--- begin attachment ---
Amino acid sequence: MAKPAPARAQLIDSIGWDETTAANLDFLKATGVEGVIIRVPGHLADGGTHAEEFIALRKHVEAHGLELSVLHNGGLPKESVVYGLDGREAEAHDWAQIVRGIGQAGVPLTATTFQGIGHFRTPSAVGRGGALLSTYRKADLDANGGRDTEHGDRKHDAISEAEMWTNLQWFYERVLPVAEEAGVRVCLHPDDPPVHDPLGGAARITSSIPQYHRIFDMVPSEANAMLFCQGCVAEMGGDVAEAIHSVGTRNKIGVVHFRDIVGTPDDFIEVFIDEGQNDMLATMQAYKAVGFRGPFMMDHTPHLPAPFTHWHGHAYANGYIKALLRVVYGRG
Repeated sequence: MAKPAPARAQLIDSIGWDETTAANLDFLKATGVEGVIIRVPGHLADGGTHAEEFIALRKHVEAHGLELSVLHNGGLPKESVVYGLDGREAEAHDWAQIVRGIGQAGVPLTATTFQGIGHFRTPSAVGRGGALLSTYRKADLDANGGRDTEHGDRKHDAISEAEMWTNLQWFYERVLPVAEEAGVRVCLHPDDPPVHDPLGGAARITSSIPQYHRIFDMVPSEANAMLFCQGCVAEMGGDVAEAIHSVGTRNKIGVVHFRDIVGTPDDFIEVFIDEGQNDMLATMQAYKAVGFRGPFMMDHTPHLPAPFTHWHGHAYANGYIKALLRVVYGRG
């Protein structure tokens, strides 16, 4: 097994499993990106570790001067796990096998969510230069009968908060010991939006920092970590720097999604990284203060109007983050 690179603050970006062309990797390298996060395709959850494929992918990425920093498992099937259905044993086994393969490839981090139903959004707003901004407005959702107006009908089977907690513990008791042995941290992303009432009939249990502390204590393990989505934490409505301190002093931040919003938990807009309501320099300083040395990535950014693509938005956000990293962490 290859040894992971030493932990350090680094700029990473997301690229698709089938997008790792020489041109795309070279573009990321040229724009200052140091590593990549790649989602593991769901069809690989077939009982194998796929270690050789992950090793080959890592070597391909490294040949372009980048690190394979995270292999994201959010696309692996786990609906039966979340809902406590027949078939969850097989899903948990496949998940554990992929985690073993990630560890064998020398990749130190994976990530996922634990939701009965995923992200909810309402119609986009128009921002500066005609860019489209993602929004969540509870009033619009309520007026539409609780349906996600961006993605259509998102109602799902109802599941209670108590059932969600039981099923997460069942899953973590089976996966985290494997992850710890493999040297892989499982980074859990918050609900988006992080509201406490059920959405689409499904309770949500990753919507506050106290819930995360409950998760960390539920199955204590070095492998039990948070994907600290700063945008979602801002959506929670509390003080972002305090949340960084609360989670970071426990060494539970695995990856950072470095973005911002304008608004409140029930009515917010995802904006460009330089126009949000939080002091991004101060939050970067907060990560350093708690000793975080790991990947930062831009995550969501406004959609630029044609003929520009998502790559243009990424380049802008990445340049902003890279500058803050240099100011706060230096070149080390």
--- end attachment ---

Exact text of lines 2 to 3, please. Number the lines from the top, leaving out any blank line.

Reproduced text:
Repeated sequence: MAKPAPARAQLIDSIGWDETTAANLDFLKATGVEGVIIRVPGHLADGGTHAEEFIALRKHVEAHGLELSVLHNGGLPKESVVYGLDGREAEAHDWAQIVRGIGQAGVPLTATTFQGIGHFRTPSAVGRGGALLSTYRKADLDANGGRDTEHGDRKHDAISEAEMWTNLQWFYERVLPVAEEAGVRVCLHPDDPPVHDPLGGAARITSSIPQYHRIFDMVPSEANAMLFCQGCVAEMGGDVAEAIHSVGTRNKIGVVHFRDIVGTPDDFIEVFIDEGQNDMLATMQAYKAVGFRGPFMMDHTPHLPAPFTHWHGHAYANGYIKALLRVVYGRG
């Protein structure tokens, strides 16, 4: 097994499993990106570790001067796990096998969510230069009968908060010991939006920092970590720097999604990284203060109007983050 690179603050970006062309990797390298996060395709959850494929992918990425920093498992099937259905044993086994393969490839981090139903959004707003901004407005959702107006009908089977907690513990008791042995941290992303009432009939249990502390204590393990989505934490409505301190002093931040919003938990807009309501320099300083040395990535950014693509938005956000990293962490 290859040894992971030493932990350090680094700029990473997301690229698709089938997008790792020489041109795309070279573009990321040229724009200052140091590593990549790649989602593991769901069809690989077939009982194998796929270690050789992950090793080959890592070597391909490294040949372009980048690190394979995270292999994201959010696309692996786990609906039966979340809902406590027949078939969850097989899903948990496949998940554990992929985690073993990630560890064998020398990749130190994976990530996922634990939701009965995923992200909810309402119609986009128009921002500066005609860019489209993602929004969540509870009033619009309520007026539409609780349906996600961006993605259509998102109602799902109802599941209670108590059932969600039981099923997460069942899953973590089976996966985290494997992850710890493999040297892989499982980074859990918050609900988006992080509201406490059920959405689409499904309770949500990753919507506050106290819930995360409950998760960390539920199955204590070095492998039990948070994907600290700063945008979602801002959506929670509390003080972002305090949340960084609360989670970071426990060494539970695995990856950072470095973005911002304008608004409140029930009515917010995802904006460009330089126009949000939080002091991004101060939050970067907060990560350093708690000793975080790991990947930062831009995550969501406004959609630029044609003929520009998502790559243009990424380049802008990445340049902003890279500058803050240099100011706060230096070149080390």